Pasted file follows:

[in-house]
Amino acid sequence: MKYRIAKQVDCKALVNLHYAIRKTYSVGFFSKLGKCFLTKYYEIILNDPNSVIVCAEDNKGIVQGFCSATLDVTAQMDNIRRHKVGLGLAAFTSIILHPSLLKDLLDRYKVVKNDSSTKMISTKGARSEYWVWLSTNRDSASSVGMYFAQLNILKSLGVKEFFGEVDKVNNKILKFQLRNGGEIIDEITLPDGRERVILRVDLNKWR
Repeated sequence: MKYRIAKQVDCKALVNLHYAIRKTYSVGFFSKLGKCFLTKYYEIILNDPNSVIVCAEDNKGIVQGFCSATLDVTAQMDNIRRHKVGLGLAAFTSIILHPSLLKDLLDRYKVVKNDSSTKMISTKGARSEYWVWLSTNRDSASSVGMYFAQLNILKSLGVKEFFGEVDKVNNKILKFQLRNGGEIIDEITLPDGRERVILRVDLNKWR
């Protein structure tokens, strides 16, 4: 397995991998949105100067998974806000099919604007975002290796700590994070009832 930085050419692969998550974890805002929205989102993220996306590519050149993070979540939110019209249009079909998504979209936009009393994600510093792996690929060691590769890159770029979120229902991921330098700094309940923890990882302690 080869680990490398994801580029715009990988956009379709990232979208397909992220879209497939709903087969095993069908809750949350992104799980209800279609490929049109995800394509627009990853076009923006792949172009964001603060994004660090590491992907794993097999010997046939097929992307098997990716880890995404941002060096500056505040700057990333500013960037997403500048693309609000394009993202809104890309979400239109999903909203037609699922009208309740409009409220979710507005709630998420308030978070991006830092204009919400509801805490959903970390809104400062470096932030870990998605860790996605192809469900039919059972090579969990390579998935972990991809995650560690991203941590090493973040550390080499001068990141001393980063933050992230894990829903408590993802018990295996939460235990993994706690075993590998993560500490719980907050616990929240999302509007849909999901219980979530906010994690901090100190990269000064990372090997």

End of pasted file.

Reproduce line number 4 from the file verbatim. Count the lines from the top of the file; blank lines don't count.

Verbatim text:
């Protein structure tokens, strides 16, 4: 397995991998949105100067998974806000099919604007975002290796700590994070009832 930085050419692969998550974890805002929205989102993220996306590519050149993070979540939110019209249009079909998504979209936009009393994600510093792996690929060691590769890159770029979120229902991921330098700094309940923890990882302690 080869680990490398994801580029715009990988956009379709990232979208397909992220879209497939709903087969095993069908809750949350992104799980209800279609490929049109995800394509627009990853076009923006792949172009964001603060994004660090590491992907794993097999010997046939097929992307098997990716880890995404941002060096500056505040700057990333500013960037997403500048693309609000394009993202809104890309979400239109999903909203037609699922009208309740409009409220979710507005709630998420308030978070991006830092204009919400509801805490959903970390809104400062470096932030870990998605860790996605192809469900039919059972090579969990390579998935972990991809995650560690991203941590090493973040550390080499001068990141001393980063933050992230894990829903408590993802018990295996939460235990993994706690075993590998993560500490719980907050616990929240999302509007849909999901219980979530906010994690901090100190990269000064990372090997």